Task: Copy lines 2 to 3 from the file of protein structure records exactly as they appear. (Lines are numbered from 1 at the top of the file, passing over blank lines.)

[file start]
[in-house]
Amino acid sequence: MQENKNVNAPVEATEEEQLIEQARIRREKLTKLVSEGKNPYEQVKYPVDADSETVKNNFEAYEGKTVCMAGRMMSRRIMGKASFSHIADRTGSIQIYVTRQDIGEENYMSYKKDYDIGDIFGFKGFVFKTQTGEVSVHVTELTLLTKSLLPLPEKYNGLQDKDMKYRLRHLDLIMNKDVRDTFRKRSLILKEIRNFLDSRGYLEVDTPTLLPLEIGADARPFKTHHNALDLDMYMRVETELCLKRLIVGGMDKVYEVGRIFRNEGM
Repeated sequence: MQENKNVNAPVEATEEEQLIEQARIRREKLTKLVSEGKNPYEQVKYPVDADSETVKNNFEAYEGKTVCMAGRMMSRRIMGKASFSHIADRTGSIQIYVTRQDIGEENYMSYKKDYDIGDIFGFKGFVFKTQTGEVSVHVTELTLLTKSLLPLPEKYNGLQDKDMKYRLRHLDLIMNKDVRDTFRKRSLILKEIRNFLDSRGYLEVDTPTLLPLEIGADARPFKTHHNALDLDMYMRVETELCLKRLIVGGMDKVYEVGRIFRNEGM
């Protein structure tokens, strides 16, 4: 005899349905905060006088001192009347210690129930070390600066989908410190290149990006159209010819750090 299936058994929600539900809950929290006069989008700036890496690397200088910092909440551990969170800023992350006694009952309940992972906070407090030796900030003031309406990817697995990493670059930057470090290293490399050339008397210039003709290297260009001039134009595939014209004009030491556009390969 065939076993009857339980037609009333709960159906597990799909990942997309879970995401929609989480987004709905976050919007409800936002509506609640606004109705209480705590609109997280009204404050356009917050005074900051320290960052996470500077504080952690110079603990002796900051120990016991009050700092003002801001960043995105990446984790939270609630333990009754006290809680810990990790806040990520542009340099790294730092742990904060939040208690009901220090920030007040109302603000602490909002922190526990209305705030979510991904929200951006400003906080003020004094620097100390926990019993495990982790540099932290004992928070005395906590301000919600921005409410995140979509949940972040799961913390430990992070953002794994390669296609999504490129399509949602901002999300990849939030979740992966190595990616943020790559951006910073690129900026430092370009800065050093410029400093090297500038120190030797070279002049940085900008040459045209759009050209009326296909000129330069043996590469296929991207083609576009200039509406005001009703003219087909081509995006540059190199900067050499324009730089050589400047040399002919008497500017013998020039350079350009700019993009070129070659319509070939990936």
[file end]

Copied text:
Amino acid sequence: MQENKNVNAPVEATEEEQLIEQARIRREKLTKLVSEGKNPYEQVKYPVDADSETVKNNFEAYEGKTVCMAGRMMSRRIMGKASFSHIADRTGSIQIYVTRQDIGEENYMSYKKDYDIGDIFGFKGFVFKTQTGEVSVHVTELTLLTKSLLPLPEKYNGLQDKDMKYRLRHLDLIMNKDVRDTFRKRSLILKEIRNFLDSRGYLEVDTPTLLPLEIGADARPFKTHHNALDLDMYMRVETELCLKRLIVGGMDKVYEVGRIFRNEGM
Repeated sequence: MQENKNVNAPVEATEEEQLIEQARIRREKLTKLVSEGKNPYEQVKYPVDADSETVKNNFEAYEGKTVCMAGRMMSRRIMGKASFSHIADRTGSIQIYVTRQDIGEENYMSYKKDYDIGDIFGFKGFVFKTQTGEVSVHVTELTLLTKSLLPLPEKYNGLQDKDMKYRLRHLDLIMNKDVRDTFRKRSLILKEIRNFLDSRGYLEVDTPTLLPLEIGADARPFKTHHNALDLDMYMRVETELCLKRLIVGGMDKVYEVGRIFRNEGM